http://www.businessweek.com/articles/2013-10-23/how-to-stop-carl-icahn-from-taking-over-your-company

Companies & Industries

How to Stop Carl Icahn From Taking Over Your Company


Carl Icahn, Chairman of Icahn Enterprises.

Photograph by Heidi Gutman/CNBC/NBCU via Getty Images

Carl Icahn, Chairman of Icahn Enterprises.

An activist investor takes position in your company. What do you do next? It doesn’t matter if the investor is Carl Icahn or William Ackman; at this point you’re already on the defensive. You should have been managing your company to avoid this scenario from day one.

It’s not a question of how an incumbent chief executive officer should lead when an activist investor infiltrates the ranks, but how to lead so this type of situation never develops. The battle of vision, strategy, and value does not begin when an activist investor takes a position in a company—it begins long before that. Following are some tips to prevent this scenario.

The CEO must have an activist mindset. If so, a leader can see value where it may have been missed before. When a CEO finds opportunities to extract value, it provides the opportunity to realize greater organizational potential immediately or in the longer term. This periodic value search allows the leadership to examine the organization with fresh eyes and will guarantee that the gap between real value and perceived value is minimized.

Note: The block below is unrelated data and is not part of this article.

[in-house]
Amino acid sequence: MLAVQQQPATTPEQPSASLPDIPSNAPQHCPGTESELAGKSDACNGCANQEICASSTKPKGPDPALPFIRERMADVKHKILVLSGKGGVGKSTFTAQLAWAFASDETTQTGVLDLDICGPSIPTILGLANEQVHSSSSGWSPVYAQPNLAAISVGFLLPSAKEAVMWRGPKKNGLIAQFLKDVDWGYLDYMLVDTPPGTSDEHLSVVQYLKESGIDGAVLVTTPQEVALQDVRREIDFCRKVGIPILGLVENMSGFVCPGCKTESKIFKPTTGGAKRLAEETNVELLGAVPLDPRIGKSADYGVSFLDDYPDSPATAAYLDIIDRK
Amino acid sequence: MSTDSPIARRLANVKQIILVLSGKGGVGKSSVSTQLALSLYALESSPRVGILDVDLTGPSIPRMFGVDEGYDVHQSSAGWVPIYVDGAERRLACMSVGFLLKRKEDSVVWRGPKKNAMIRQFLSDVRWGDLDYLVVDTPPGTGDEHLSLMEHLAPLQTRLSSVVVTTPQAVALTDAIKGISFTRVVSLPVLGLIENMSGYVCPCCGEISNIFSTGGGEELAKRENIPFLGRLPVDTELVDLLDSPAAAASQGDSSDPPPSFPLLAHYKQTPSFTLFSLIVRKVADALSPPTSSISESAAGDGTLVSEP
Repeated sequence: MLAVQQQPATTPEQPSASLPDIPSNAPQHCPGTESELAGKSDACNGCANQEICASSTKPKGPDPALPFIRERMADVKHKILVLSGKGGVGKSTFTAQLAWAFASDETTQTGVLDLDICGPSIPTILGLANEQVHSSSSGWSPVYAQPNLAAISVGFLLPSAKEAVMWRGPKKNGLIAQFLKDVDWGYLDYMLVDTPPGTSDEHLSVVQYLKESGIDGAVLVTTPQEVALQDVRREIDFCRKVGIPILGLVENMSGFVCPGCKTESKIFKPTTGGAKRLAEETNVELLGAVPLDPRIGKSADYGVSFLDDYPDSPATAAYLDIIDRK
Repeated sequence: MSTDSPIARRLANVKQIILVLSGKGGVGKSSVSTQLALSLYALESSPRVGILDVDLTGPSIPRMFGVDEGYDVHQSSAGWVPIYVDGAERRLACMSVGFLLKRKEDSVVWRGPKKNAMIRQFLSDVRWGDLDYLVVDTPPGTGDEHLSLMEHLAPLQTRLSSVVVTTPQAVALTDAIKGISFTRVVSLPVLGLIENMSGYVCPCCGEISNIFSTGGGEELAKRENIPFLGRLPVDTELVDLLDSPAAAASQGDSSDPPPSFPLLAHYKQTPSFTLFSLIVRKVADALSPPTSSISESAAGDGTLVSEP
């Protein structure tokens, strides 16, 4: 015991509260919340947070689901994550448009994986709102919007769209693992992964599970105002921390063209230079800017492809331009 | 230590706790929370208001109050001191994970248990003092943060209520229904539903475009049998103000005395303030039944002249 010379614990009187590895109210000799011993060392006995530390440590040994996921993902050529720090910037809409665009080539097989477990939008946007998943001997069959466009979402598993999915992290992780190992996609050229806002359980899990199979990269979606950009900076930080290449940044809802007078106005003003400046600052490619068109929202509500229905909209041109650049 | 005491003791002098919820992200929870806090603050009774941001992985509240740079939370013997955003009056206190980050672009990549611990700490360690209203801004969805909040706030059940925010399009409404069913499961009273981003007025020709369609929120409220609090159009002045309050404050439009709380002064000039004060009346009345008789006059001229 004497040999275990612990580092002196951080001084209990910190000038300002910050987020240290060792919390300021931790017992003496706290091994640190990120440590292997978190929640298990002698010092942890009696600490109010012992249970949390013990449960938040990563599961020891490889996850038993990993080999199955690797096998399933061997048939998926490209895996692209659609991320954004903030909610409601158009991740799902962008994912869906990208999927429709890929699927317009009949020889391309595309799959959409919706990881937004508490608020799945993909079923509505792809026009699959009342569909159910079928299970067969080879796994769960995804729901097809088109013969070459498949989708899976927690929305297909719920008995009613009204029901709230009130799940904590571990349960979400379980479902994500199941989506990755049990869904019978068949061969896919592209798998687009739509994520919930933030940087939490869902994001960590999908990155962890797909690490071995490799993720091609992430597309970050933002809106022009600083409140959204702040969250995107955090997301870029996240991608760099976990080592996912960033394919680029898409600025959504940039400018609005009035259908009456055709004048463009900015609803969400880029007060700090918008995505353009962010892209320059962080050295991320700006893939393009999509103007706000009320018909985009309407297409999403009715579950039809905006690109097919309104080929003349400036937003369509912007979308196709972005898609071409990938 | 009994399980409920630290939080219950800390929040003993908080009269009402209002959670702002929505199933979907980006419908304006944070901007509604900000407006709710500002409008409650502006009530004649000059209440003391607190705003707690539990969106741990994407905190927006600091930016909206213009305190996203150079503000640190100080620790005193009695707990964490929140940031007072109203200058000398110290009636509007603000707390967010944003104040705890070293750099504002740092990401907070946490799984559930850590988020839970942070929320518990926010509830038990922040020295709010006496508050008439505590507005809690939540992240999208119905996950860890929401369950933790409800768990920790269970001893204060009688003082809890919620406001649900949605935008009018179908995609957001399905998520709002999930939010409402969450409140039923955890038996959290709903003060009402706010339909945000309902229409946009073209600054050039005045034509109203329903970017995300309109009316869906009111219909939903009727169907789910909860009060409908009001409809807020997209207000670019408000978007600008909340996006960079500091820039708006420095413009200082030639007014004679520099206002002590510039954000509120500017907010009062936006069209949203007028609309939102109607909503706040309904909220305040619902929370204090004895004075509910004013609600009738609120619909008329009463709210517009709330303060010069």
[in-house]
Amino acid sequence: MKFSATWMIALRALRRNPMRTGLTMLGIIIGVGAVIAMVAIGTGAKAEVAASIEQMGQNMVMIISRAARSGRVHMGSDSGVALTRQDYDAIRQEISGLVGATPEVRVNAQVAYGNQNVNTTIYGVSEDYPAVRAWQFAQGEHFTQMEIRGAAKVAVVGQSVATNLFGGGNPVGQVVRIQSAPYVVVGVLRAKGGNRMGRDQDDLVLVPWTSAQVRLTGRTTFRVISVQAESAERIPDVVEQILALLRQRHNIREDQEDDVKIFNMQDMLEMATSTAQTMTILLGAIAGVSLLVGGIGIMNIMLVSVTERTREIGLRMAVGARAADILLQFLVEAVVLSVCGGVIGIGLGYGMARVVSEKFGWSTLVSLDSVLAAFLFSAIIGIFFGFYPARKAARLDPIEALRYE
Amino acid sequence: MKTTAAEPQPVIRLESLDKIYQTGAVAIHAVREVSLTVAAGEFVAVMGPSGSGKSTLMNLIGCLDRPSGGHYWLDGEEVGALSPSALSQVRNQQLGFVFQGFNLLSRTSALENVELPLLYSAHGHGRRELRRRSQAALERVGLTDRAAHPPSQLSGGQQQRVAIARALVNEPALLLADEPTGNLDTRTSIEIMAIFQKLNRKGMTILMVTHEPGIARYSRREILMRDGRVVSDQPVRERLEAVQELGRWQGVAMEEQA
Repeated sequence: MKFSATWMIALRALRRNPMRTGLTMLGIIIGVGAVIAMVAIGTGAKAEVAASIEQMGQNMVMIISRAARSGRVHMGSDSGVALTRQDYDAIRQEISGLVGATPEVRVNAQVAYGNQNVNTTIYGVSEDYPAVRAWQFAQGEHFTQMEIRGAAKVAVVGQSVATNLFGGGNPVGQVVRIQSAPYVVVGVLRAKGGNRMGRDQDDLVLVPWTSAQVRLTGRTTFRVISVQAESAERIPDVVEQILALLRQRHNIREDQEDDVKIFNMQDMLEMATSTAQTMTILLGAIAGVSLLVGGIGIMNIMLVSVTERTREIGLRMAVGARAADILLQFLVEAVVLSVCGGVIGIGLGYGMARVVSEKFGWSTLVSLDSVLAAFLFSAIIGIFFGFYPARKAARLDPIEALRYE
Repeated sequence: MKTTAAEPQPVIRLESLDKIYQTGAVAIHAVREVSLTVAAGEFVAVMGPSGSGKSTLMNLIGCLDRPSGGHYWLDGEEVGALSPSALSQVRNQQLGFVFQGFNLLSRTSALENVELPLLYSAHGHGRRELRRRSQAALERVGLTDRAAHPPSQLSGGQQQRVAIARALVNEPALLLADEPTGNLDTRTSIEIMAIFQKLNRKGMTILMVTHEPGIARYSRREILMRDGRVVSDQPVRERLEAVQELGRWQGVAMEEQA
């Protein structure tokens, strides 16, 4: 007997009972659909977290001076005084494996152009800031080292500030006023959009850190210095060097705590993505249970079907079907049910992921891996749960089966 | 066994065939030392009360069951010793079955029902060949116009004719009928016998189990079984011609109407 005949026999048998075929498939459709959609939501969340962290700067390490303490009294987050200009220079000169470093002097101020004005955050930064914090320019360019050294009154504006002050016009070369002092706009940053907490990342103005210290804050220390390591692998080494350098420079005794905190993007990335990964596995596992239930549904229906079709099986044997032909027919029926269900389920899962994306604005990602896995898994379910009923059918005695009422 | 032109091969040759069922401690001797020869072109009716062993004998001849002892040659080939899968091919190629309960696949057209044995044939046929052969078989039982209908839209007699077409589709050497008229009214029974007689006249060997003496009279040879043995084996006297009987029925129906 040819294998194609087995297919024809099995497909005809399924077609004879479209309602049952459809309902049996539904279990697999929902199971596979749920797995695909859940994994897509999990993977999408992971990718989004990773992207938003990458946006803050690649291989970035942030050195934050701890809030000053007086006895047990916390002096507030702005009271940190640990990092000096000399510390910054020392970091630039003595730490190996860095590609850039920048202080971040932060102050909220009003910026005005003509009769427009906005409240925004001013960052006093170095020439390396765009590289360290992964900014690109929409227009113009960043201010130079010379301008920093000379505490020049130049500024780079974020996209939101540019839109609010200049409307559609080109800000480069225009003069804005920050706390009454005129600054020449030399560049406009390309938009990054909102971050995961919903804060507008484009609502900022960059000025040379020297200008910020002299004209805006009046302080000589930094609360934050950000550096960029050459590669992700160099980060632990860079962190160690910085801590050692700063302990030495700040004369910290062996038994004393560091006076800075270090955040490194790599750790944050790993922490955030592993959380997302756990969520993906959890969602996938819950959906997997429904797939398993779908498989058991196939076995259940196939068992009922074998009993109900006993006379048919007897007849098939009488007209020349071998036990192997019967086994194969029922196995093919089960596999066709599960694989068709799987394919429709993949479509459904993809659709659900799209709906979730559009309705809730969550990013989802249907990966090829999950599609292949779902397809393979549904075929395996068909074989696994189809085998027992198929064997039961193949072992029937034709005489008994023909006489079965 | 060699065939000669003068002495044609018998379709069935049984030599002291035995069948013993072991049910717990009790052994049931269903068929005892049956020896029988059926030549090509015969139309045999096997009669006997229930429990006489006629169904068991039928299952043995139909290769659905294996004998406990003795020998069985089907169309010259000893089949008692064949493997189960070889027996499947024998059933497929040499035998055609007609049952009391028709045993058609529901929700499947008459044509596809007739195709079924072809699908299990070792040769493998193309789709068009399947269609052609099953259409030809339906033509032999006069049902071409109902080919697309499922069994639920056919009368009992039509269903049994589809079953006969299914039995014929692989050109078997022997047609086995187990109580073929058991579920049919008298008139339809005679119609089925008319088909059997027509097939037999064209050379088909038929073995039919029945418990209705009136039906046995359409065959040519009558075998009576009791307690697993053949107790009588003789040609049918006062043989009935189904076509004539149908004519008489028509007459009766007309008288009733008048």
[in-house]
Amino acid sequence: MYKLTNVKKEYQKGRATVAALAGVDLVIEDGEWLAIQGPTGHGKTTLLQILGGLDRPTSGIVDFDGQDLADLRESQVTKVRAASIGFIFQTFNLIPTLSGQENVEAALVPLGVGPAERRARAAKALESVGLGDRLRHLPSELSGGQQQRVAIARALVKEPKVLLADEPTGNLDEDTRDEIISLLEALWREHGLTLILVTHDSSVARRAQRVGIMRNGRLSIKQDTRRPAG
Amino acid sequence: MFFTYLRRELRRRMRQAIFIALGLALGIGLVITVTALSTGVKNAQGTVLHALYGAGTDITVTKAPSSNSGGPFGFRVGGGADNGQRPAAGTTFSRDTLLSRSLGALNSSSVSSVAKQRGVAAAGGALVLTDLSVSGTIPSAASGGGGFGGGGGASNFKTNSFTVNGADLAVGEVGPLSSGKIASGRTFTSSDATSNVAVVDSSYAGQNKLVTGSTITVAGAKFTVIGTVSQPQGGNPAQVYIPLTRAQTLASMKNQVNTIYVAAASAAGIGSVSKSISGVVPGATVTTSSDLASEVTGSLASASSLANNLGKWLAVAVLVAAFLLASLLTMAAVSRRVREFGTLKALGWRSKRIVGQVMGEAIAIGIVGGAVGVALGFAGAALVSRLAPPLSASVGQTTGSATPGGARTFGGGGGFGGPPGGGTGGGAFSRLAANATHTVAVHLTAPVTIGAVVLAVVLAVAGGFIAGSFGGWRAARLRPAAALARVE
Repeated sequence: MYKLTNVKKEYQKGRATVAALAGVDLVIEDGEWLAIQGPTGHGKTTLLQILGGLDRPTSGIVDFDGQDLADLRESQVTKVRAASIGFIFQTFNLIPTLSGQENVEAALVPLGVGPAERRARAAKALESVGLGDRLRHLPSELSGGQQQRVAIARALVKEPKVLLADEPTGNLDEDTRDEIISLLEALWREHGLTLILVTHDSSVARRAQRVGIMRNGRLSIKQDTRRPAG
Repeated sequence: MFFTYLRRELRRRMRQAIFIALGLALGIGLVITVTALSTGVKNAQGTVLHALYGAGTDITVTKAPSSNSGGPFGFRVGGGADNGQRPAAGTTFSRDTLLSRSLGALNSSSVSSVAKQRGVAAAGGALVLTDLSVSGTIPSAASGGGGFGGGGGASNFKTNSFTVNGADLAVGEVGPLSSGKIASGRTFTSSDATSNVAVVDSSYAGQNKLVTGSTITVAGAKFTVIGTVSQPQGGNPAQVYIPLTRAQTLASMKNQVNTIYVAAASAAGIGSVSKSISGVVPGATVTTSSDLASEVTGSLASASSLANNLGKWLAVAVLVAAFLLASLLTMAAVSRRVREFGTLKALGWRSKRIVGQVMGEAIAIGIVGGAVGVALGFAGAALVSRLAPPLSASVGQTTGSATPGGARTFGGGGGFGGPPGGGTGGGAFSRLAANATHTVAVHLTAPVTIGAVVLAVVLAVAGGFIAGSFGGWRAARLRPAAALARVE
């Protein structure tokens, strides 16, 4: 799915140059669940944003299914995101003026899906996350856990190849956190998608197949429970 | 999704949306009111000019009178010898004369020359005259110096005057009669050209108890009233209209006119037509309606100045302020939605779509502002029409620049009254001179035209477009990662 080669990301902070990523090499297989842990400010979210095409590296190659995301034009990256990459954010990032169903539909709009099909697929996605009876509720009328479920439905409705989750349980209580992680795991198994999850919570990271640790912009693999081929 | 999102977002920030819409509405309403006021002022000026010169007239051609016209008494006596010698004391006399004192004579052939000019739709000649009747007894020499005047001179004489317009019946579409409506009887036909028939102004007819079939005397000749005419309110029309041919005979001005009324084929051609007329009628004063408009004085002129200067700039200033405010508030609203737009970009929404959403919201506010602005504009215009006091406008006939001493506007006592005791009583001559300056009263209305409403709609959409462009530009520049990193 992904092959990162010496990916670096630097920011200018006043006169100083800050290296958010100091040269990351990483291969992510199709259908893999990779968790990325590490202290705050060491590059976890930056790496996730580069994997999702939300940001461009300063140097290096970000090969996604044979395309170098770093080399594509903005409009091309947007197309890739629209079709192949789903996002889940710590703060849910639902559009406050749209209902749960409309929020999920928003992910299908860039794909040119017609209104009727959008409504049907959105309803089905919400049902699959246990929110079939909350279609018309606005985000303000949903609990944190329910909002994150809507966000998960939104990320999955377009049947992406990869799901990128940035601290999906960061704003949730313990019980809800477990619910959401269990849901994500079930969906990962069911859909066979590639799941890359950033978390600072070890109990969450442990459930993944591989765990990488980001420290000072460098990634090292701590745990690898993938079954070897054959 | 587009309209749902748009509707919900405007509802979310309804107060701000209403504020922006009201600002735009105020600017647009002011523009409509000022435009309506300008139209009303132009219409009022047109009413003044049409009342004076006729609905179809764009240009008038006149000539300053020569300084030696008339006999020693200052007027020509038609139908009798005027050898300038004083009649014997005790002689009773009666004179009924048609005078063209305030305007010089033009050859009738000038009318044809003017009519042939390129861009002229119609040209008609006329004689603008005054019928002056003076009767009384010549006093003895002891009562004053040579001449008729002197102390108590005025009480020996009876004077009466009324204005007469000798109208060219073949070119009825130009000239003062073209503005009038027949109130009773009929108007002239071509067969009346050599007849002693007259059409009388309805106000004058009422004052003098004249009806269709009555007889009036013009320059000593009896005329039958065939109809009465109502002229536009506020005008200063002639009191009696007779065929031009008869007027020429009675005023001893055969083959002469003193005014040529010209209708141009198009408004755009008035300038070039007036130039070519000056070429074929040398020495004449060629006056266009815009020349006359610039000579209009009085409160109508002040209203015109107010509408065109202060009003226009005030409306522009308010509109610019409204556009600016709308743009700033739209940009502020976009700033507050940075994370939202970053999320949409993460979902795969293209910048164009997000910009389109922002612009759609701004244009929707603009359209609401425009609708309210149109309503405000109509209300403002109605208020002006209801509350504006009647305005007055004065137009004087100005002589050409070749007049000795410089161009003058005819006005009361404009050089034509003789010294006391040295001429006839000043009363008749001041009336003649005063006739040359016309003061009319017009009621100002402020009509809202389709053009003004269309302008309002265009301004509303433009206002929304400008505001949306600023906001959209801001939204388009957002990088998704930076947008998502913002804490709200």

When a company is labeled “undervalued,” the CEO and his or her team are simultaneously branded as underperformers. Activist investors have no interest in companies that are led with a compelling purpose that is clear, sharply defined, intensely shared, and urgent.

Build a high-performing team. Astute CEOs orchestrate a plan that will ensure that the company’s people, plans, and practices are aligned around a shared purpose. This requires adept employees in the right roles, who have a clarity and relentless focus on the strategies that are required to achieve the stated goals. It is also essential to have an organizational structure that seamlessly encourages and supports the team.

When that level of synchronicity is achieved, the well-honed hum of a high-performing team can almost be heard emanating from everything the company does. That sound keeps the activist investors far away.

Check is a co-founder and managing partner of PrimeGenesis, which advises new leaders and their teams. He is co-author of The New Leader’s 100-Day Action Plan. You can reach Jayme at JCheck@PrimeGenesis.com.

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